Salmon poke from Coconut Club
Salmon poke from Coconut Club
Rey Lopez/Eater D.C.

Poke gets a dedicated section of the menu at chef Adam Greenberg’s island vacation-style hangout near Union Market. Choose from either a spicy tuna or Scottish salmon base, each paired with its own toppings and crispy wonton chips.

540 Penn St NE
Washington, DC 20002

4. Tiki Taco

2010 P St NW, Washington, DC 20036

This colorful basement cafe in Dupont Circle offers Hawaiian twists on tacos with fillings like jerk chicken and Kailua pork. The shop sells three simple flavors of poke made with either salmon or ahi tuna. There’s a vegetarian bowl as well. Mix-ins are simple here, letting the seafood shine. That’s especially true with the “traditional” option (sweet onion, scallions, island spices, and salt).

2010 P St NW
Washington, DC 20036

5. Abunai Poke

1920 L St NW, Washington, DC 20036

Originally a food truck, this downtown poke place offers both build-your-own bowls and preset combos that incorporate spicy salmon, garlic ahi, tofu, and octopus. There’s a sibling location in the Bourse food hall in Philadelphia.

1920 L St NW
Washington, DC 20036

6. Honeyfish Poke (Multiple Locations)

1401 K St NW, Washington, DC 20005
Several options from Honeyfish Poke
Honeyfish Poke [Official photo]

This chain is based out of California but has established a footprint here, with locations downtown and in Rockville. Customers order based on how many scoops of poke they desire, and then choose from various toppings, proteins, and fillings (kanikama, or imitation crab stick, is one of the more unusual choices).

1401 K St NW
Washington, DC 20005

7. Poke Papa

806 H St NW, Washington, DC 20001

Another restaurant with both existing and make-it-yourself options, this homegrown poke spot has grown into three locations (Chinatown, Foggy Bottom, and Bethesda). It takes cues from not only Hawaiian, but Thai and Korean cuisines as well.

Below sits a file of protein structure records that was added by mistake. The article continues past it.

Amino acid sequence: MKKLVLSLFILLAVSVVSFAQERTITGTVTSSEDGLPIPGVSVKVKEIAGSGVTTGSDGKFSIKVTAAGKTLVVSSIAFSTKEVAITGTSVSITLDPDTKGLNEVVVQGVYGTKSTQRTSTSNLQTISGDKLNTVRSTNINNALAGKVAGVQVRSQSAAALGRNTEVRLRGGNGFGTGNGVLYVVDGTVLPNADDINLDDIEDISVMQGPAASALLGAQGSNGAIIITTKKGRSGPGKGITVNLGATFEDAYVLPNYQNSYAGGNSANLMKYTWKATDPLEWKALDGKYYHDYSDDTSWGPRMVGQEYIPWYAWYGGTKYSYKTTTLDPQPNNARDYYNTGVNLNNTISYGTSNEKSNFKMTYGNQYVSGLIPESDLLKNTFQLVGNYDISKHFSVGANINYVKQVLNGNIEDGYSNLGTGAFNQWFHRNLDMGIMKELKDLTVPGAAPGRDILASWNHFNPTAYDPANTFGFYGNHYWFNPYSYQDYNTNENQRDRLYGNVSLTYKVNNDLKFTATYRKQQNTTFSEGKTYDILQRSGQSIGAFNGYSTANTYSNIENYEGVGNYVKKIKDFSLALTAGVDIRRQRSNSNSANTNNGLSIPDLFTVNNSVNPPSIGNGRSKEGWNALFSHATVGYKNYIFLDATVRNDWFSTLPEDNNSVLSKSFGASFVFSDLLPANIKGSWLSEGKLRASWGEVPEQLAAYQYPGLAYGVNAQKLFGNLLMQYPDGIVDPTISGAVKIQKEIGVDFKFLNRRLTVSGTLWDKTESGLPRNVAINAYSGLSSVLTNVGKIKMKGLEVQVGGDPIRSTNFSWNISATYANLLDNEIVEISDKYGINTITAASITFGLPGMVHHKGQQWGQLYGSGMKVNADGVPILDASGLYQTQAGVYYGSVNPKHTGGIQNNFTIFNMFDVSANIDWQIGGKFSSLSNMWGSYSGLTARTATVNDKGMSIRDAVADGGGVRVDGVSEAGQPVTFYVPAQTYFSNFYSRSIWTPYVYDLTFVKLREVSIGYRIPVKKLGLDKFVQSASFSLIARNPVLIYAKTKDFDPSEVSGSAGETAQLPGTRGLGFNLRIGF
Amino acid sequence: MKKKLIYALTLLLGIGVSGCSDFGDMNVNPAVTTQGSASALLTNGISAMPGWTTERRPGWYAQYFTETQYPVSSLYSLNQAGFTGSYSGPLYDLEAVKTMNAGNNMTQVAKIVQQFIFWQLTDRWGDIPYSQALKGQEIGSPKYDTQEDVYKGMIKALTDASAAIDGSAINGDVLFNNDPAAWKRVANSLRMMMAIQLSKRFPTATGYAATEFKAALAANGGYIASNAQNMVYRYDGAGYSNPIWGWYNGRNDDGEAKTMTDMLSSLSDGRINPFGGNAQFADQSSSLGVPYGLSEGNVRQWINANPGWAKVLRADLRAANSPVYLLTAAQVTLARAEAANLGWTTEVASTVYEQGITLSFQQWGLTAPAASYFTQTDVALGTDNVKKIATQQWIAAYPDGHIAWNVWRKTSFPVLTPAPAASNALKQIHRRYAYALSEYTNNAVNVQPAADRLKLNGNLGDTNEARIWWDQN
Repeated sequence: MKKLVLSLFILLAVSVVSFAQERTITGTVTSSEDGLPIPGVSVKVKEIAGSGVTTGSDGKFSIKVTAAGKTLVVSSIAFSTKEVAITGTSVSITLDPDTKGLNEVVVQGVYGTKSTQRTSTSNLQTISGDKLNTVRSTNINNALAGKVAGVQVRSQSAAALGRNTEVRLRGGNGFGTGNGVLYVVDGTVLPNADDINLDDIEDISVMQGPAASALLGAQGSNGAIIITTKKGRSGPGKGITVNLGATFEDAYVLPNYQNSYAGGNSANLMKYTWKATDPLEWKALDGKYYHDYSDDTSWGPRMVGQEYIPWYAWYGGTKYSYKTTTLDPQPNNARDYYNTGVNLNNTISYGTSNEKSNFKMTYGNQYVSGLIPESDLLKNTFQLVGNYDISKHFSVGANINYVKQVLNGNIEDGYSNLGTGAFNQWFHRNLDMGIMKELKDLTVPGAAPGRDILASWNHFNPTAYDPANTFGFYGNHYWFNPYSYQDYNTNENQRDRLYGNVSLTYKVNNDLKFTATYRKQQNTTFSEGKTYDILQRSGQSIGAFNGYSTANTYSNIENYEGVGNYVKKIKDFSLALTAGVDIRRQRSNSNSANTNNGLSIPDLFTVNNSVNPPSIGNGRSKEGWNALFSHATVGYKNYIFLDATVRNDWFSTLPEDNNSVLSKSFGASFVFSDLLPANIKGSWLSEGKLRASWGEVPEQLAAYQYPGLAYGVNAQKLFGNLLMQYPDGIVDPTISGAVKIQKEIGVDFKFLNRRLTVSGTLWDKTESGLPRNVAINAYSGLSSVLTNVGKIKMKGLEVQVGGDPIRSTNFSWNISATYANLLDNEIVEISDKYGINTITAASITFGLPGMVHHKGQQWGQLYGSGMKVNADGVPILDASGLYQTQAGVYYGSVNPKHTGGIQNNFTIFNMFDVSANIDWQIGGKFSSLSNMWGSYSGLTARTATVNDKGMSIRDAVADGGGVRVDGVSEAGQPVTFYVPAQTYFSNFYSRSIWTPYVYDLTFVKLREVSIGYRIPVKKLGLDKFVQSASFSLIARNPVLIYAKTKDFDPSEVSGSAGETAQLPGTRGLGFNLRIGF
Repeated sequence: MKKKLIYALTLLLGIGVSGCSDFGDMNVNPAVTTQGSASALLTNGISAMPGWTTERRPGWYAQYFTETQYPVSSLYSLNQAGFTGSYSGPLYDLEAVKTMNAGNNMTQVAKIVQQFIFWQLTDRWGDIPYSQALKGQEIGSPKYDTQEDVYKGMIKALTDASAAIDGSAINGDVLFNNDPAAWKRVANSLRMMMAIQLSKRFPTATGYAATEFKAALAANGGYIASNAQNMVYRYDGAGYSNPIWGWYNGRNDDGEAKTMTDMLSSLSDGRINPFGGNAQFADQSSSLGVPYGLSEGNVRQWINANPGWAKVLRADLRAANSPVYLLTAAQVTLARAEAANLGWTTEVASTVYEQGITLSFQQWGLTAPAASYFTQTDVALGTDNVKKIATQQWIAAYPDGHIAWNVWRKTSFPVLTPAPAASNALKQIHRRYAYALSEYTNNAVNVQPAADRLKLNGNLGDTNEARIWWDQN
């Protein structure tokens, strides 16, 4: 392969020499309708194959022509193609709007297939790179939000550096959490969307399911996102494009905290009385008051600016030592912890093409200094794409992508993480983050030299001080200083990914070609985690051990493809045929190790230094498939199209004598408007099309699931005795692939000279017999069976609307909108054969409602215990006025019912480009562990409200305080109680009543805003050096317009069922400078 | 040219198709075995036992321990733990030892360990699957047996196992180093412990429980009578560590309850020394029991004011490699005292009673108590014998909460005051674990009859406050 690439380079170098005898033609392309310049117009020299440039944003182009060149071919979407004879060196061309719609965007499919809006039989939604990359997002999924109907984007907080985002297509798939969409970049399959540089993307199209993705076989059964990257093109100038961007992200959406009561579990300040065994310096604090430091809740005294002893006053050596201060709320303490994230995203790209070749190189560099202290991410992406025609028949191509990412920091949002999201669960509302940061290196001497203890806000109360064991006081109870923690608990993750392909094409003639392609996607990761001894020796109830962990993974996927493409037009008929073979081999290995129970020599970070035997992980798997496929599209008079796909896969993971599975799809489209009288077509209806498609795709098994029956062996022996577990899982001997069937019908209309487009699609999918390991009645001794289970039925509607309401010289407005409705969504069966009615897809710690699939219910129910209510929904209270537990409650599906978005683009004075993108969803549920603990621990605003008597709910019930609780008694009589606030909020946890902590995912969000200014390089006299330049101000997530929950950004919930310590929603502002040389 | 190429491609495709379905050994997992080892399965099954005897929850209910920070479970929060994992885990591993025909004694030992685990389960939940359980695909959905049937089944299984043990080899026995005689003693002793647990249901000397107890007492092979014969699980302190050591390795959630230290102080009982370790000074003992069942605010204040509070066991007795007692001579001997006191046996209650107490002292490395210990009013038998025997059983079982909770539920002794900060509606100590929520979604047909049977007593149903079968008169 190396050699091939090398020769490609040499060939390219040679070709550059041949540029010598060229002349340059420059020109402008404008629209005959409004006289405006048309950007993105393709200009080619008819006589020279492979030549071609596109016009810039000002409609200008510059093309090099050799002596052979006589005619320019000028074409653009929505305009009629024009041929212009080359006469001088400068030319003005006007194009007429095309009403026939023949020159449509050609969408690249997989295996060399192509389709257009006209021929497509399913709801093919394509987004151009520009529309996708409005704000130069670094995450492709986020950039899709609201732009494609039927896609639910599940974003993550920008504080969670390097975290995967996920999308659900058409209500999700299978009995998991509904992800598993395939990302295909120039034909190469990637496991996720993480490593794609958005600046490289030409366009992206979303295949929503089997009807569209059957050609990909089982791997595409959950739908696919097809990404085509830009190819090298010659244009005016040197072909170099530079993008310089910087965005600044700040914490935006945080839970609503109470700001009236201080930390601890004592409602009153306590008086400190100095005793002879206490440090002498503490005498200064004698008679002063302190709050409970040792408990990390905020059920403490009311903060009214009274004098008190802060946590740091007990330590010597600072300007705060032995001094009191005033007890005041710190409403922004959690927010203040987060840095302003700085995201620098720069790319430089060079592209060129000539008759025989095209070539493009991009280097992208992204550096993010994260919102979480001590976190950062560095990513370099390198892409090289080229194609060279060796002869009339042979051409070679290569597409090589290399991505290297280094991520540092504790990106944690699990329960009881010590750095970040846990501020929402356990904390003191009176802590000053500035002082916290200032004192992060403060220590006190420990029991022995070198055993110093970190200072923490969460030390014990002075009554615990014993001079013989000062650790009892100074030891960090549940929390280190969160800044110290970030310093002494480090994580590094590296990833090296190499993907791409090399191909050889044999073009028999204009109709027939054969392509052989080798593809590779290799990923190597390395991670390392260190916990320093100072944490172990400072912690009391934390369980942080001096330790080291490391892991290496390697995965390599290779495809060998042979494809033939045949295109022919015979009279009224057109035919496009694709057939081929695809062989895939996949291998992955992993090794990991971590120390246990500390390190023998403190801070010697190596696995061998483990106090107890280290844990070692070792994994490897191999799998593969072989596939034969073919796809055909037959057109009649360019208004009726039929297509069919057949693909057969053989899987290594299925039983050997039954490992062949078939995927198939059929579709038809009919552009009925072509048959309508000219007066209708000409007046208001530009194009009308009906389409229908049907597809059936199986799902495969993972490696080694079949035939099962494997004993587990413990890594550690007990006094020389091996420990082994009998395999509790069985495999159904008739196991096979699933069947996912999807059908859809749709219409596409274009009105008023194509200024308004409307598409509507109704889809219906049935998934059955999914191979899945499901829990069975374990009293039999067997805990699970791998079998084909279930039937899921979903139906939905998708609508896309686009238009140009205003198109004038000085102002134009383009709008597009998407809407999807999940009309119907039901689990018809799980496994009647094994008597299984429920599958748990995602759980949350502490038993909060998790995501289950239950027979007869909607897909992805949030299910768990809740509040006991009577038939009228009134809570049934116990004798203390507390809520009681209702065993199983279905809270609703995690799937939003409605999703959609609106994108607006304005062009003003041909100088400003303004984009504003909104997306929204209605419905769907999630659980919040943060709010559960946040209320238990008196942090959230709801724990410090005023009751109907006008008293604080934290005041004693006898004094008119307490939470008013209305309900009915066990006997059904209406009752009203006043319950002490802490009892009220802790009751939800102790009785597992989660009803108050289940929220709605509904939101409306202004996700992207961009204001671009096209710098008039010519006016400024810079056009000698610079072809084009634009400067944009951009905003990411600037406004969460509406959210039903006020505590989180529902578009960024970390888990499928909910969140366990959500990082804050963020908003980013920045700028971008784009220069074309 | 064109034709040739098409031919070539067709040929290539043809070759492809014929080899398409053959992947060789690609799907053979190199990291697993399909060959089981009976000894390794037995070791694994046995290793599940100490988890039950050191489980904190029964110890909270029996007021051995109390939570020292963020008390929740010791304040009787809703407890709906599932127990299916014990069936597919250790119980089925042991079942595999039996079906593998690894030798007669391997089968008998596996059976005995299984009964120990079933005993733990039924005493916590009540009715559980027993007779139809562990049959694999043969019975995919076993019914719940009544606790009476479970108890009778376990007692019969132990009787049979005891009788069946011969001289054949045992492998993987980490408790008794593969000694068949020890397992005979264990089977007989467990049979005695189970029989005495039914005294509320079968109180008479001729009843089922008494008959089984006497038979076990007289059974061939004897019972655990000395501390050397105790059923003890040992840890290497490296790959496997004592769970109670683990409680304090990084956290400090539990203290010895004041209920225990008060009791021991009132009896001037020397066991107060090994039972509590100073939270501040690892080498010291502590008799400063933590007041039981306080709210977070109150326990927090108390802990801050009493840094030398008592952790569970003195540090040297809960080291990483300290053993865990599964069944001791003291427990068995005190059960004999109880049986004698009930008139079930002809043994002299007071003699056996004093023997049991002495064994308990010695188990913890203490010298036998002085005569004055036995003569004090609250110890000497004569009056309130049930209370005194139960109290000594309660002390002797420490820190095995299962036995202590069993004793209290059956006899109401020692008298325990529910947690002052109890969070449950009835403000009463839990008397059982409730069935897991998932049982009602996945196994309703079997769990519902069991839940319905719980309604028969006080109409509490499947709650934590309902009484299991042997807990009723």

806 H St NW
Washington, DC 20001

8. Aloha Poke

50 Massachusetts Ave NE Union Station, l027, Washington, DC 20002

This Chicago chain has a Union Station location that provides grab-and-go options for busy travelers hopping on the train. There’s another Aloha in Dupont Circle.

50 Massachusetts Ave NE Union Station, l027
Washington, DC 20002

9. Poki DC (Multiple Locations)

906 F St NW, Washington, DC 20004

Customers at Poki DC go through a five-step process to design their bowls, choosing everything from crunch factor to toppings. Sauces like sweet strawberry and bases like zucchini noodles make for more unconventional options. All the choices also means it’s easy for orders to get out of hand.

906 F St NW
Washington, DC 20004

10. Pokè Bar

1735 N Lynn St, Arlington, VA 22209

This national chain counts a Rossyln storefront as its D.C. representative (a Merrifield location closed after opening in 2018). The poke shop does build-your-own bowls with bases like tortilla chips and main events like scallop and albacore. There are various sizes and sides, too.

1735 N Lynn St
Arlington, VA 22209

11. Pokeworks (Multiple locations)

4221 John Marr Dr, Annandale, VA 22003
A sushi burrito and poke bowls from Pokeworks
A sushi burrito and poke bowls from Pokeworks
Pokeworks/official photo

This poke chain has a stall at the Block, Annandale’s Asian food hall. Its poke bowls strive for clean flavors and don’t go too crazy on the toppings, though visitors can customize their own versions, too. There’s another location in Tysons Corner, the first of three expected to land there. The company has plans to eventually open seven locations in D.C.

4221 John Marr Dr
Annandale, VA 22003